I was a Level 3 when I was a working mechanic. Now that I am strictly a hobbyist wrencher, I have devolved into a low end Level 2. There is a drawer for everything, but I generally have several projects going simultaneously and things don’t always make it back to the drawer

    I have seen some pretty meticulous tool organizers, and I have seen people burn up a lot of time fussing with tool organizing – especially the ones who insist on continually doing it mid-project… I need a 10mm to take of the bracket… put the 10mm back. I need it again to take of the doohickey…

    That describes me pretty well too. However I fall to Level 1 during extended projects; I leave the tools in the last place I used them because, well, because I’m still working on the car. A day or several go by and then I have to hunt for the tool I need at the opposite corner of the car or on the thing I removed from the car and am now fiddling with on the bench. I keep telling myself I’ll start putting the tools away each day, but so far that ain’t happening.

    I was a Level 4 a long time ago when I was a working technician. Time was money, and I could find any tool blindfolded with the other arm in the engine bay.

    Still like that, more or less, but I’m not as finicky about putting tools away since there’s nobody else in the shop to steal them.

    I’m a level 1 and 2, with a few socket rails mixed in. Also, I do refer to nose-blowing tissues as Kleenex, and all cotton swabs as Q-tips.

    Mostly 2, some 3. My COVID project was either going to be get to your level 4 in my tool chest, or digitize my large CD collection. I picked tunes…it took weeks!

    Coming from a military aircraft maintence background, I use level 4 and do a visual tool inventory after each work session.
    How else would I remember to retrieve that screwdriver that dropped down into some completely hidden nook?

    I’m a low level 3 that stresses about achieving level 4 brilliancy! I used to be a 1-2; throw them all in a bag or tool box and go, but that got old when I stopped doing field repairs. I’ll just have to learn to live with level 4 envy for now… good to know where I sit in the Tool Hierarchy!

    Having always been a mechanic, raised in a generational family that lived by the adage “you take it out you put it back” I’ve been the 3+ my whole life and still am. I see the enormous value of time and not wasting it as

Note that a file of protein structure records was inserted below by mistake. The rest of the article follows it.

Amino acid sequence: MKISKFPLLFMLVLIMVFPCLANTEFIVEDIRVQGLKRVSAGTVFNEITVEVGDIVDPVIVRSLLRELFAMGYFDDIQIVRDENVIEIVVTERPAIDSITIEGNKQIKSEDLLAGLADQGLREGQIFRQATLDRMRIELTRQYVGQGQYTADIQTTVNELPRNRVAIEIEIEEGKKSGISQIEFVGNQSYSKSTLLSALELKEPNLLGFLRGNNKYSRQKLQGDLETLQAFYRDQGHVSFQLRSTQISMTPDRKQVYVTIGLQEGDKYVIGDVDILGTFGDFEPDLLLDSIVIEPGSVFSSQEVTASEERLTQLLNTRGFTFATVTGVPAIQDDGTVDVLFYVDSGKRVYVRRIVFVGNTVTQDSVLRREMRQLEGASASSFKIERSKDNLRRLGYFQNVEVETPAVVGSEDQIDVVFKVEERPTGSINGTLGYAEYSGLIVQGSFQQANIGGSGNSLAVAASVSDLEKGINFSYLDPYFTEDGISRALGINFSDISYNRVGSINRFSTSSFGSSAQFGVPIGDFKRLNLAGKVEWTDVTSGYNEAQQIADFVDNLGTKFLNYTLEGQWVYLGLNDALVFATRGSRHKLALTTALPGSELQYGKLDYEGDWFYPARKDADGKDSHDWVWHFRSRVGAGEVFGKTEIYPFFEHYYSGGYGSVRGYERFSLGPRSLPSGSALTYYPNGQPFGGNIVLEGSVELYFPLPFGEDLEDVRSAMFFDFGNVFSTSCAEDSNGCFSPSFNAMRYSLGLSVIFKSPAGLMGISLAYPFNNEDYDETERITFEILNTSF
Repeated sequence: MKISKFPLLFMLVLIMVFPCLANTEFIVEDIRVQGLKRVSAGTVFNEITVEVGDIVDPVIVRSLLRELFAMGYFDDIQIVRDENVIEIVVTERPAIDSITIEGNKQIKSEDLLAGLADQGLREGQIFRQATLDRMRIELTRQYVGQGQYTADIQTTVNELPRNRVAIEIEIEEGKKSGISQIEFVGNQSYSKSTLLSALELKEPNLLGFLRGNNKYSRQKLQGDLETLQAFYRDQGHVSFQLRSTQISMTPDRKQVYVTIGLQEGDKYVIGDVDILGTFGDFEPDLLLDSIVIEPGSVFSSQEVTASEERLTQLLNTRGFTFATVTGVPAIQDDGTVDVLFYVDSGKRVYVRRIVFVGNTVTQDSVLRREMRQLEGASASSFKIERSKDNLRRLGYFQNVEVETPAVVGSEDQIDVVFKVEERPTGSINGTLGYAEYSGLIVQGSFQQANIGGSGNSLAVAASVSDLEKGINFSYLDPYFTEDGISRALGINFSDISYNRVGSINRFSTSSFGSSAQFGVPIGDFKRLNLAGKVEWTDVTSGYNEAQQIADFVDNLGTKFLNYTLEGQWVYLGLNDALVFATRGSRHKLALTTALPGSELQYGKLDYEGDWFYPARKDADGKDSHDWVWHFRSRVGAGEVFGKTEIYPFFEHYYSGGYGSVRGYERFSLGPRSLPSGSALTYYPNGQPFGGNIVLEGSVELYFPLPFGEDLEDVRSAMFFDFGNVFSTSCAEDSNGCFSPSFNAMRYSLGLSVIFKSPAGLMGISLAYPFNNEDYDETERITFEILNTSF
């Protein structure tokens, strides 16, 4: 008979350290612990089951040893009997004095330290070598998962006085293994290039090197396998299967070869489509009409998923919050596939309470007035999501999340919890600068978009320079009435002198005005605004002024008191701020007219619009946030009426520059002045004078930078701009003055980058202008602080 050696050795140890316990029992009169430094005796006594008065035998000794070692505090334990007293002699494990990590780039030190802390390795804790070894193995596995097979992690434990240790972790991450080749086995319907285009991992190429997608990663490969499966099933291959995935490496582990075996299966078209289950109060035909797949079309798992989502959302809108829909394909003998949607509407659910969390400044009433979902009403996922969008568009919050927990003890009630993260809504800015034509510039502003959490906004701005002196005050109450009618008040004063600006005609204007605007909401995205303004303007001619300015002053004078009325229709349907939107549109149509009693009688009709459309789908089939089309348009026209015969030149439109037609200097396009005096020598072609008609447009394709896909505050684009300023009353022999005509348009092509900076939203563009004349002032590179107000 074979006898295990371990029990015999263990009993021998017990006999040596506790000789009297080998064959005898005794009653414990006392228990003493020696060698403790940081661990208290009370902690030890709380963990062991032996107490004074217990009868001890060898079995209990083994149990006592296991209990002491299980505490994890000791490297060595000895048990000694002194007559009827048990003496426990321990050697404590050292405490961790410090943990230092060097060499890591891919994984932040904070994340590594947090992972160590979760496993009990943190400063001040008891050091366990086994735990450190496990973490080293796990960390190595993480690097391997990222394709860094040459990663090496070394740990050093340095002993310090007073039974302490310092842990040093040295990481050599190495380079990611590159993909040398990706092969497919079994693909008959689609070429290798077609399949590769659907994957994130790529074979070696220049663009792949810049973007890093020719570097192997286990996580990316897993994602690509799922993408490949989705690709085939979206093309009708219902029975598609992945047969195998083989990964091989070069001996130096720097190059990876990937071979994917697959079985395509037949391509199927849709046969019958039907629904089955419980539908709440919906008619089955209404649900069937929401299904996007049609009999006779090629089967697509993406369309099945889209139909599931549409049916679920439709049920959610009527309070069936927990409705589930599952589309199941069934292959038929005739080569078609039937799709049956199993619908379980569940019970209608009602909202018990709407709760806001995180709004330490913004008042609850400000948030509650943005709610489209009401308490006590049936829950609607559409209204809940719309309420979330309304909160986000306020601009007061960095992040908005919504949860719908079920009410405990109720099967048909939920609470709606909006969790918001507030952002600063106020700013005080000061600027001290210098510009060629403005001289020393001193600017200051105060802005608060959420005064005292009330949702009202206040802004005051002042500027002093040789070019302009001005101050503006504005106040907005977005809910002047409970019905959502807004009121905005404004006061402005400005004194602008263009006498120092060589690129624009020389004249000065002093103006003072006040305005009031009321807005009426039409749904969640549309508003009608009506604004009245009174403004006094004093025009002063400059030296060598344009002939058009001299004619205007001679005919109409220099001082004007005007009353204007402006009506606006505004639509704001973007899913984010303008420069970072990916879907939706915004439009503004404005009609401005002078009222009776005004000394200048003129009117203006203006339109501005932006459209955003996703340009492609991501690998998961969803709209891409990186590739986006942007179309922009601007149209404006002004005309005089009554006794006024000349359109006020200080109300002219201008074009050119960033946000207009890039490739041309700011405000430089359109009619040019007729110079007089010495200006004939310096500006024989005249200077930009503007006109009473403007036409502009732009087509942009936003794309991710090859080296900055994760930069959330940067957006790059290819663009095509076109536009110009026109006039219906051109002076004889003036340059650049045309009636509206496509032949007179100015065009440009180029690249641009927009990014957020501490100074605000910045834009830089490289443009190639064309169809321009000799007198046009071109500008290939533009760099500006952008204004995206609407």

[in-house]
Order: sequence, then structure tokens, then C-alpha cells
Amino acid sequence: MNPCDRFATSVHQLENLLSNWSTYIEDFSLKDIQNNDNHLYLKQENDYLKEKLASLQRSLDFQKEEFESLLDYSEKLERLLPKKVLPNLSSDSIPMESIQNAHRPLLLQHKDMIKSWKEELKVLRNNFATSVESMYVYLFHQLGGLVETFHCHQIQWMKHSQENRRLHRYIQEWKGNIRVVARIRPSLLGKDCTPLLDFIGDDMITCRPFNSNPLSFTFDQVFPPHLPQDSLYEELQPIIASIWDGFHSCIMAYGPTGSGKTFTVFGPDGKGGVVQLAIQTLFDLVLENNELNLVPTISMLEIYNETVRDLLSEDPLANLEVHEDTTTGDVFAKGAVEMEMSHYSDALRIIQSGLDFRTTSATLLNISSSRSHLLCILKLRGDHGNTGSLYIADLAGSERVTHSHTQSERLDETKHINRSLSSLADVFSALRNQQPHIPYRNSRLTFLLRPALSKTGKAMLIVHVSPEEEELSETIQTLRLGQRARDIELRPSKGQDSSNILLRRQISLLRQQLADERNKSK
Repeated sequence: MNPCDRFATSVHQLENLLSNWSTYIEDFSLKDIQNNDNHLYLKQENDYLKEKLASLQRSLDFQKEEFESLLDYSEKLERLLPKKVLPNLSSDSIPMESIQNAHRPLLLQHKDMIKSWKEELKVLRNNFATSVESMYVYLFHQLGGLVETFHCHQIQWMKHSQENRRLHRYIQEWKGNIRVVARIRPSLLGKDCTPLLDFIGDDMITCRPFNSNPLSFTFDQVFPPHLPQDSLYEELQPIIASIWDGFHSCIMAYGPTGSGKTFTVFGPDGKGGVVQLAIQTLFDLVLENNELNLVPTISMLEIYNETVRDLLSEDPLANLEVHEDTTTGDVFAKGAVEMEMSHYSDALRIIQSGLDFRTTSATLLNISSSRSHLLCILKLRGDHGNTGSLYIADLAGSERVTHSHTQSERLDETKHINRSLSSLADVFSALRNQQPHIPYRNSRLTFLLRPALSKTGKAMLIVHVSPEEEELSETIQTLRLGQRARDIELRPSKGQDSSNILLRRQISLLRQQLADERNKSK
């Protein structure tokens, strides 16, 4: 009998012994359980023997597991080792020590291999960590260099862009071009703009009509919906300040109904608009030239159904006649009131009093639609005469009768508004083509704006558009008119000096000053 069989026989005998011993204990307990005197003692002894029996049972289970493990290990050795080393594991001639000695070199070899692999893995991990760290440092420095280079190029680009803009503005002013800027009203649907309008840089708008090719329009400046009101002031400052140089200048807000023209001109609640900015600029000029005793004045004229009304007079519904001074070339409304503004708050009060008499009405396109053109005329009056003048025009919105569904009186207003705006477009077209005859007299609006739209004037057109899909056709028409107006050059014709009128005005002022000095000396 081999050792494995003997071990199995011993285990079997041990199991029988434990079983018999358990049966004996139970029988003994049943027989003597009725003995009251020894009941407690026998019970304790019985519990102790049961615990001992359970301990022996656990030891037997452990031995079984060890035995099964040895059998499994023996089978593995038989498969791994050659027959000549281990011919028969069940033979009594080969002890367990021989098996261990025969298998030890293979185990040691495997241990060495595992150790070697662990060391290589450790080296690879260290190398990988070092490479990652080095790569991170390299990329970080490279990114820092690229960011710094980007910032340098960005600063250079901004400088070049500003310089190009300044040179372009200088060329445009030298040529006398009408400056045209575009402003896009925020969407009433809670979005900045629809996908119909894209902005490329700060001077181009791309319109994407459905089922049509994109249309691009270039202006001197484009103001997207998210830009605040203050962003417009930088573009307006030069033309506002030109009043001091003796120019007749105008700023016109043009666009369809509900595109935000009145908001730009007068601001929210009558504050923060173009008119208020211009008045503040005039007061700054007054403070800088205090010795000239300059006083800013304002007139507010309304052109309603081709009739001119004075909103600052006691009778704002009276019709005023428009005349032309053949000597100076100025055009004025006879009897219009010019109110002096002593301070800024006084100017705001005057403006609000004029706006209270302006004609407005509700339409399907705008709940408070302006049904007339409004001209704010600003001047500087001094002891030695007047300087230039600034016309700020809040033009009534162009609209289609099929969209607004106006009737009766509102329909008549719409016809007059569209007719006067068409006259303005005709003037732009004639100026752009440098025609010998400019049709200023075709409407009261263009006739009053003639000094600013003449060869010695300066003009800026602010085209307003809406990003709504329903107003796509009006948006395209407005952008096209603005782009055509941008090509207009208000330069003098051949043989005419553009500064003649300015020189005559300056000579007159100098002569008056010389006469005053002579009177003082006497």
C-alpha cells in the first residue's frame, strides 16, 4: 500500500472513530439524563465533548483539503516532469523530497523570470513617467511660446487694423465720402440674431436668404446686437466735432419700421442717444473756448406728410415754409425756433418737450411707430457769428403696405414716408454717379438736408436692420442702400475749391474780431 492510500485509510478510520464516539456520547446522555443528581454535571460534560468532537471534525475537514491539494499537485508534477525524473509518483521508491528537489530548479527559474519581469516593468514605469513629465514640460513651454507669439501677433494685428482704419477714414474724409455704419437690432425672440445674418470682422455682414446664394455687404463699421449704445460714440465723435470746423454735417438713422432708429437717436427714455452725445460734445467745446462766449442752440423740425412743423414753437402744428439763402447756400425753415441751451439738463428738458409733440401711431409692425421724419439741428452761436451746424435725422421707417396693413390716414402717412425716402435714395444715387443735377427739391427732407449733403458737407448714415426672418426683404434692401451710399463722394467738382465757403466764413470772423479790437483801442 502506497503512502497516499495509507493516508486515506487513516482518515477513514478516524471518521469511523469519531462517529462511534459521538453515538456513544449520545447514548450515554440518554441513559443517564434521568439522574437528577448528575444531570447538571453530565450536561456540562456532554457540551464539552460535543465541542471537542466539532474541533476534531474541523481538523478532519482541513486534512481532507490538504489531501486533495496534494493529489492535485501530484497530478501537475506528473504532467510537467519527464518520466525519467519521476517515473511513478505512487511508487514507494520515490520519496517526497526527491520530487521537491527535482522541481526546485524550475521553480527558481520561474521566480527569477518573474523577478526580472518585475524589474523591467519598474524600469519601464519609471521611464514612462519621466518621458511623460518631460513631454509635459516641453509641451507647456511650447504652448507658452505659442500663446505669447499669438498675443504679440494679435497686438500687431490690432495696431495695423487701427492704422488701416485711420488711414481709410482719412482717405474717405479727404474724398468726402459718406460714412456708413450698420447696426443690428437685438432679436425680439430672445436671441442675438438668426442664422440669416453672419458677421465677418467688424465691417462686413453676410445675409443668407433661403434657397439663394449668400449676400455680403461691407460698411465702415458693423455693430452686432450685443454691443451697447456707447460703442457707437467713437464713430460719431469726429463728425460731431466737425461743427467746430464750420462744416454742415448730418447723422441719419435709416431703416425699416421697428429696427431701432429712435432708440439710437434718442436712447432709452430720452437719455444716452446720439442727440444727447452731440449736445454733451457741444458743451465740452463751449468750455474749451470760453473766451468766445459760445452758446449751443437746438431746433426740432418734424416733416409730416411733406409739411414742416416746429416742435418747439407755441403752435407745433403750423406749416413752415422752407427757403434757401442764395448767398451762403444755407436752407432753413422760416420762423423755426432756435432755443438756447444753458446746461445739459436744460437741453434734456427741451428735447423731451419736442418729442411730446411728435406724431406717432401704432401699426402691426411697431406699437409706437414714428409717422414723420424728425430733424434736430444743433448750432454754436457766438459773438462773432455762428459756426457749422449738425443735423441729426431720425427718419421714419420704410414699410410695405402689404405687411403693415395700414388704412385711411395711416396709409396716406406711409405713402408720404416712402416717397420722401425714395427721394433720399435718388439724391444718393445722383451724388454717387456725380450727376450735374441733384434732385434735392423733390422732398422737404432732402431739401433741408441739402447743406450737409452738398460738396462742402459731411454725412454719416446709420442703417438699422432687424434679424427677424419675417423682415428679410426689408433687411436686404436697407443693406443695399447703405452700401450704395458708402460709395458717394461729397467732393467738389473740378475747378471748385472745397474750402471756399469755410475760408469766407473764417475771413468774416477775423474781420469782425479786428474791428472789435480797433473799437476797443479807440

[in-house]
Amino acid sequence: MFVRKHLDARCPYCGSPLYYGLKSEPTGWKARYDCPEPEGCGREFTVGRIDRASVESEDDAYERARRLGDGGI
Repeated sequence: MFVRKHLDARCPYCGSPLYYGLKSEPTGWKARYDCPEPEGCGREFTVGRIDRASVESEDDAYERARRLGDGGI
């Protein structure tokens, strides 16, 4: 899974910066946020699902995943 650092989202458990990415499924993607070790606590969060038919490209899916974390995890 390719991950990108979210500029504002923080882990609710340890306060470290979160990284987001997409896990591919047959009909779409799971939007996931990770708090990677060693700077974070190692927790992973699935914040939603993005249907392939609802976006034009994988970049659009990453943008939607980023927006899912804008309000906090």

the main reason. Pride of work and respect of the tools as well. I sleep better knowing all my stuff is where it belongs and will be there when I need it again tomorrow. Added bonus that it will look good when I’m dead and it’s all being sold at the estate sale:)

    A mainstay of any “kaizen” event is the application of the “5S” method- Sort-Straighten-Shine-Standardize-Sustain.

    When we do 5S- For the little ones that don’t lend themselves do a shadow board or cutting out foam we put them in a box, but require that the box have a laminated list of what belongs in the box. And you don’t add anything to the box unless you update the list

    I am a level 3 and will never be a level 4 for the reasons already discussed, plus the fact that I don’t want to make the time to do that level of organization.
    One great solution that I use for projects, is that I use a roll-around shelf cart when I am working on a project. That way, when I use a socket, screwdriver, special tool, etc to take something apart, I put it on the cart because I know that I will need it again to put the item back together. That way I don’t have to keep going back to the tool box and trying to figure out if it is a 12mm or a 1/2″ wrench. I also don’t put anything on the cart that wasn’t used, i.e., I put that 1/2″ back in the tool box if the 12mm was the correct one.
    The lower cart shelves are also great for holding parts that were taken off so they are handy when it is time to put them back.

    Jake – I do something similar, and I agree that it serves several purposes. My favorite cart also has a cup holder in one corner that an insulated travel mug full of hot coffee fits into perfectly! For those moments when just standing back and cogitating over my next move are made for taking a swig… 😃

    Totally agree about the project cart. I started using this method a few years back and it’s been super helpful for me to complete projects successfully. It’s gotten to the point that I use the project cart for almost anything I do around the house from automotive to gardening to painting projects.

    I just use a 5 gallon bucket per working task. End of task back to level 3+ chest. Paused projects always back to the chest unless they are daily.

    We have a HF cart to use under and around our lift when doing almost every project.
    Holds all the tools you need within easy reach, and then wheel it back to the tool storage to put away when done. Would not be without at least one at the garage.

    As a professional aircraft technician, it’s imperative to know exactly where my tools are (or aren’t). I had to buy a bigger toolbox to shadow all my tools at work. It certainly took a lot of time in planning where to put them! It took a bunch more time to do the deed. In retrospect, I’m glad I did it. The process wasn’t much fun, but I think it saves time in the long run.
    I’ve carried a lot of this over to my home tools. It might not be quite the safety issue on my cars, but it can certainly save time, money, and frustration when you have better control over your tools. I even use torque seal on critical fasteners so I know that they are tight.